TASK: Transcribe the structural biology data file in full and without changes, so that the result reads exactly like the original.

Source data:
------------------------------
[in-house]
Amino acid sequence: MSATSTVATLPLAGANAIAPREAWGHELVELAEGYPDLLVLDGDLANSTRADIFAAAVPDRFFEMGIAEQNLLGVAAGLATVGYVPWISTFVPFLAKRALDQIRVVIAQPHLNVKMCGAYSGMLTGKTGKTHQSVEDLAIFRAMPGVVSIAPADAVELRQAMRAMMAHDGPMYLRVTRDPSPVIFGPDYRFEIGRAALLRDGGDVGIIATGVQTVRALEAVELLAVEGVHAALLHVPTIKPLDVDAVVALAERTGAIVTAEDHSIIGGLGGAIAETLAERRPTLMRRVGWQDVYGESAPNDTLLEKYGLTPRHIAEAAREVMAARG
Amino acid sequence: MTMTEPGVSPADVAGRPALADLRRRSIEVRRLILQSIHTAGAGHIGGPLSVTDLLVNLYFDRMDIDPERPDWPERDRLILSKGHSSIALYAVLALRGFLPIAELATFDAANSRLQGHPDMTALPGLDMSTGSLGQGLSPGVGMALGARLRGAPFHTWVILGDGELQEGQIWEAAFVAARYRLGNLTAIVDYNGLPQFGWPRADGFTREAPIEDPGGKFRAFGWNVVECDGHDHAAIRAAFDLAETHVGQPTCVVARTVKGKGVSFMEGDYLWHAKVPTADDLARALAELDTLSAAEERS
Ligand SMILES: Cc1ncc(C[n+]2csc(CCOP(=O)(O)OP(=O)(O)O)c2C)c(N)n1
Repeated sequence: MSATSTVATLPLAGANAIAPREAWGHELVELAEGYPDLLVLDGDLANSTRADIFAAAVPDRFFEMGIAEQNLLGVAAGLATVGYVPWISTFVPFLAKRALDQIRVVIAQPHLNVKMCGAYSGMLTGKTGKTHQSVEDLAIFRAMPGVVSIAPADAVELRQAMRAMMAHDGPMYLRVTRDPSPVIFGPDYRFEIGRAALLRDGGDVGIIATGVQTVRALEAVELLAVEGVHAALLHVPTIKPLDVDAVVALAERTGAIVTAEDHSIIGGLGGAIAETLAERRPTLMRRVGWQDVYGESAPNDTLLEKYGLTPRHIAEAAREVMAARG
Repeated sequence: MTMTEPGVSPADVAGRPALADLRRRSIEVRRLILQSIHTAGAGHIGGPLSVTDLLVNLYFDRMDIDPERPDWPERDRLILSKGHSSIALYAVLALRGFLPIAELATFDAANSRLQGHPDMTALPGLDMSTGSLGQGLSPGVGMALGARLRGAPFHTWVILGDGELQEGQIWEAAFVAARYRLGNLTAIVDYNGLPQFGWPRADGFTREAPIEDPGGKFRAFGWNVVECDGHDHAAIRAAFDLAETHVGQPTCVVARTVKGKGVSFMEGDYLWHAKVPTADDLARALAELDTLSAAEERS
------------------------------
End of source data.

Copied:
[in-house]
Amino acid sequence: MSATSTVATLPLAGANAIAPREAWGHELVELAEGYPDLLVLDGDLANSTRADIFAAAVPDRFFEMGIAEQNLLGVAAGLATVGYVPWISTFVPFLAKRALDQIRVVIAQPHLNVKMCGAYSGMLTGKTGKTHQSVEDLAIFRAMPGVVSIAPADAVELRQAMRAMMAHDGPMYLRVTRDPSPVIFGPDYRFEIGRAALLRDGGDVGIIATGVQTVRALEAVELLAVEGVHAALLHVPTIKPLDVDAVVALAERTGAIVTAEDHSIIGGLGGAIAETLAERRPTLMRRVGWQDVYGESAPNDTLLEKYGLTPRHIAEAAREVMAARG
Amino acid sequence: MTMTEPGVSPADVAGRPALADLRRRSIEVRRLILQSIHTAGAGHIGGPLSVTDLLVNLYFDRMDIDPERPDWPERDRLILSKGHSSIALYAVLALRGFLPIAELATFDAANSRLQGHPDMTALPGLDMSTGSLGQGLSPGVGMALGARLRGAPFHTWVILGDGELQEGQIWEAAFVAARYRLGNLTAIVDYNGLPQFGWPRADGFTREAPIEDPGGKFRAFGWNVVECDGHDHAAIRAAFDLAETHVGQPTCVVARTVKGKGVSFMEGDYLWHAKVPTADDLARALAELDTLSAAEERS
Ligand SMILES: Cc1ncc(C[n+]2csc(CCOP(=O)(O)OP(=O)(O)O)c2C)c(N)n1
Repeated sequence: MSATSTVATLPLAGANAIAPREAWGHELVELAEGYPDLLVLDGDLANSTRADIFAAAVPDRFFEMGIAEQNLLGVAAGLATVGYVPWISTFVPFLAKRALDQIRVVIAQPHLNVKMCGAYSGMLTGKTGKTHQSVEDLAIFRAMPGVVSIAPADAVELRQAMRAMMAHDGPMYLRVTRDPSPVIFGPDYRFEIGRAALLRDGGDVGIIATGVQTVRALEAVELLAVEGVHAALLHVPTIKPLDVDAVVALAERTGAIVTAEDHSIIGGLGGAIAETLAERRPTLMRRVGWQDVYGESAPNDTLLEKYGLTPRHIAEAAREVMAARG
Repeated sequence: MTMTEPGVSPADVAGRPALADLRRRSIEVRRLILQSIHTAGAGHIGGPLSVTDLLVNLYFDRMDIDPERPDWPERDRLILSKGHSSIALYAVLALRGFLPIAELATFDAANSRLQGHPDMTALPGLDMSTGSLGQGLSPGVGMALGARLRGAPFHTWVILGDGELQEGQIWEAAFVAARYRLGNLTAIVDYNGLPQFGWPRADGFTREAPIEDPGGKFRAFGWNVVECDGHDHAAIRAAFDLAETHVGQPTCVVARTVKGKGVSFMEGDYLWHAKVPTADDLARALAELDTLSAAEERS